But there were children in that place when they attacked it; they left corporate property alone and attacked an independent business; I’m not at all sure that they were locals (or working class), and I think what they did was just useless. Anger is good – but let’s put it to good use, not scaring kids.
5Dave Darby October 1st, 2015
Just read this – http://www.theguardian.com/commentisfree/2015/oct/01/kill-a-complex-city-chase-out-poor-people-their-food – and I agree. It’s really shit that cities become gentrified (I liked the term ‘Zurichification’), but it’s inevitable with the economic and political system that we have.
That article mentions Cereal Killer, but she (and loads of other people) has just got the wrong idea. There’s no way I would use Cereal Killer, and trendy beards are rubbish, and I understand why people don’t like them – but it’s a joke. Run by two working-class Belfast blokes -it’s about ex- (and current) stoners who remember diving into the cereal box when they got the munchies – but especially ex-stoners, because the cereals tend to be a bit retro. A bowl costs £3.20, and you can stay there all afternoon. West Ham and Spurs play in poor parts of London, tickets £30-80 for an hour and a half’s ‘entertainment’. Loads of working class and middle class people there, very little chance of being attacked by Class War.
6Paul Jennings October 2nd, 2015
I posted a long response, but my internet connection is very poor.
I’m not going through that again.
As I say, Class War’s not looking to impress the chatterati.
As far as I’m concerned, there is no other organisation that has drawn as much attention to the gentrification of London than Class War – not bad for a small angry anarchist group (and standing candidates in the election doesn’t mean they’re not anarchists – the distinction I was trying to draw about ideas was that Class War was acting directly against its target, not in order to convince you or anyone like you to write a letter to your MP……… not all direct action is about ideas.)
7Dave Darby October 2nd, 2015
Nah – completely disagree with you on this one. The EDL is also a small, angry group, who are not looking to impress the chatterati. If they attack an Indian corner shop, would that make it more or less likely that they will achieve their aims?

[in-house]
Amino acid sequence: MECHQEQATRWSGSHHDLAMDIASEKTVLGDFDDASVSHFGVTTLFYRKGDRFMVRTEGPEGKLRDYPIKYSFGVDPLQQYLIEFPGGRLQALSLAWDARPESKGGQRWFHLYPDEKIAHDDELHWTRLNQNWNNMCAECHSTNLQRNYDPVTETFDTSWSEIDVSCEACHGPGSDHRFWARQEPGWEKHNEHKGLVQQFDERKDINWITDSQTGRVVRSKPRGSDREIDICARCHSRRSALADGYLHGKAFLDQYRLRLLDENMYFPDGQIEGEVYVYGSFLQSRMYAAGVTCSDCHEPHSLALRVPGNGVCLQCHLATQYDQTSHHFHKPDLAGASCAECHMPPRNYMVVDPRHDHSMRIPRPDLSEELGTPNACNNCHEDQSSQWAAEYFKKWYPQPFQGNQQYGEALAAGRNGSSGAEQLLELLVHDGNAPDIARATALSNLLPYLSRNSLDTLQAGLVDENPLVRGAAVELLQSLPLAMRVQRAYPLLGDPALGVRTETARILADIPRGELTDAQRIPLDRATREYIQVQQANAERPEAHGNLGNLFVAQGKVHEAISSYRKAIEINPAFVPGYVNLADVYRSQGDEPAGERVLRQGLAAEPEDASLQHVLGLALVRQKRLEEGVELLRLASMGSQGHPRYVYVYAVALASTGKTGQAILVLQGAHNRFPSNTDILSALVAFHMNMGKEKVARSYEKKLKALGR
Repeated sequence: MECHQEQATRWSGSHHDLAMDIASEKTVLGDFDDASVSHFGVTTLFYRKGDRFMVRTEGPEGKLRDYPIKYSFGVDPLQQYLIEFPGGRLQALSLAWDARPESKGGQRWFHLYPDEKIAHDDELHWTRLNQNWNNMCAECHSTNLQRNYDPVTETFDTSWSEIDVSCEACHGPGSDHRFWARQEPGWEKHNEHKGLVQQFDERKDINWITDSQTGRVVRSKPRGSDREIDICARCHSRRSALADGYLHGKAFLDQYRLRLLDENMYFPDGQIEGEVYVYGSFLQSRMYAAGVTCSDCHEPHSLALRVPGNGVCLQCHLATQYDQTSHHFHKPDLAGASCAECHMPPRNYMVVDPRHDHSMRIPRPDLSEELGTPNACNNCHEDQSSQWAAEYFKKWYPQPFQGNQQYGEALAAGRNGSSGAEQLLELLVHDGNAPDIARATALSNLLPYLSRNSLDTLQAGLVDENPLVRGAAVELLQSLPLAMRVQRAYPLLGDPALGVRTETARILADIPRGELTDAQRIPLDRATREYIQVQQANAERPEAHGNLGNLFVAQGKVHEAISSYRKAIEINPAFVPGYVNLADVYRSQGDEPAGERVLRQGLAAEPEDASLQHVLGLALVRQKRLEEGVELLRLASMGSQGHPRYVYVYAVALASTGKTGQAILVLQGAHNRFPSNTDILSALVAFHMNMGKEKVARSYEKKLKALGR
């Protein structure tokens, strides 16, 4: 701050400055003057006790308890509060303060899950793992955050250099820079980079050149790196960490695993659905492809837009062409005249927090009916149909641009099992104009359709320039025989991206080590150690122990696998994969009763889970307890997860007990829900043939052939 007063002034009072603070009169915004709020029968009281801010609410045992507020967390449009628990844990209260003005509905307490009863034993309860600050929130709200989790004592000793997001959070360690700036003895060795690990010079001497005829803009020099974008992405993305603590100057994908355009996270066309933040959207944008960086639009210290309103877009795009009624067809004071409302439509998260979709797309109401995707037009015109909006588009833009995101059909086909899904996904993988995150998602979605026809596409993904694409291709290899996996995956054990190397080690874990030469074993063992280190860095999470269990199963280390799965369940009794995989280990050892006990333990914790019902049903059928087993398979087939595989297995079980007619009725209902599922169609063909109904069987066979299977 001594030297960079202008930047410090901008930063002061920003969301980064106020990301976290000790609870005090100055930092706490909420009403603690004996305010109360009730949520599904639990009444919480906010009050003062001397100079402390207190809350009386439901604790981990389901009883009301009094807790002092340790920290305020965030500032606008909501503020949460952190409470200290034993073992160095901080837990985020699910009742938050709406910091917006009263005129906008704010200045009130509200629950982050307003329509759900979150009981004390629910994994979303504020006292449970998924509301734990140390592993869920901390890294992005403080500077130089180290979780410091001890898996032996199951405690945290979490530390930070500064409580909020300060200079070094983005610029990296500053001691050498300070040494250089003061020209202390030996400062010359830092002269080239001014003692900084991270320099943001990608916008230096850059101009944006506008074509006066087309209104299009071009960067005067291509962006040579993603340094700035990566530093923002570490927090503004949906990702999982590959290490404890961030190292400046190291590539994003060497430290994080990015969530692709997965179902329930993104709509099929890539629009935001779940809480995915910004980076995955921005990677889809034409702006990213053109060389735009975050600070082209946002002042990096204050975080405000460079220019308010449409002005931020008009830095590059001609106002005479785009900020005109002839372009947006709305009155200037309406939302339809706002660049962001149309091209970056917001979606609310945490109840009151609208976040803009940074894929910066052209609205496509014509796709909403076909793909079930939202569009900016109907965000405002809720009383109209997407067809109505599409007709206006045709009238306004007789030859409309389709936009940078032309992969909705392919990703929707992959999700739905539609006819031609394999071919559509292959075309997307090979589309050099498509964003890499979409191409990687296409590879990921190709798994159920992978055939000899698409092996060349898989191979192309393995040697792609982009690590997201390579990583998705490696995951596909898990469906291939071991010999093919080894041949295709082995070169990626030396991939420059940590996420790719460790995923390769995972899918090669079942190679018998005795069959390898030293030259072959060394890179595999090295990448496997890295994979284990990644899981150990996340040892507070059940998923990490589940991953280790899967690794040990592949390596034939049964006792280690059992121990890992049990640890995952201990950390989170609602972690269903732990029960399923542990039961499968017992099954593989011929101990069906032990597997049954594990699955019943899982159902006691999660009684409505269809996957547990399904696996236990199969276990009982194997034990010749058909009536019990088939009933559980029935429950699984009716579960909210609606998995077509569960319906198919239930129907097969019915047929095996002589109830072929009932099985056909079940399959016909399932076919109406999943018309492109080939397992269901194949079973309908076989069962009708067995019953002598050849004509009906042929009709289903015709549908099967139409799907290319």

The only way to challenge gentrification is to challenge capitalism – gentrification is inevitable within capitalism. What they did will galvanise people against them and make it more difficult to challenge the system.
Take Che Guevara and his gang. I’m not commenting on their politics, just that what they did was brave and well thought through – 24 guys on a rickety boat challenging a national army and winning.
What Class War did was stupid, cowardly and counterproductive.
(PS what does ‘like me’ mean?)
8Dave Darby October 2nd, 2015
PS write it in a word, sorry, a Libre Office document, then copy, paste and post.
9Paul Jennings October 2nd, 2015
Not just you, but us, if you prefer.
In one way it is just nonsense to compare the EDL to Class War, their motivations are very different, but if you like, let’s have a look at direct action from that perspective. Class War’s recent actions in London against the poor doors, against the Jack the Ripper Museum in Cable Street, and against the hipster cereal bar have been attempts primarily to (directly) change situations that they find unacceptable, in that sense it is comparable to racists attacking a corner shop because its owners are Asian, although clearly the underlying politics are completely different. Might Class War ever manage to reverse gentrification through direct action? I don’t know, if enough people get angry enough then maybe. Have they got people talking about the problem? Well yes, more so than anyone else has. Do they care whether we approve? No.
Clearly you’re going to disagree with me on this, and that doesn’t matter either. Banging on about what Class War do and whether it is productive misses the point that none of us knows how to stop capitalism or the state. What we do know is that we are all victims; violence is incumbent on the system; small acts of vandalism are as nothing next to the depredations of the ruling class.
10Dave Darby October 2nd, 2015
Absolutely. But those trendy beardy boys aren’t ‘the system’. Now if they’d smashed up a branch of Starbucks or Barclays (as long as it was only property that got damaged), well, let’s just say I wouldn’t have lost much sleep about it.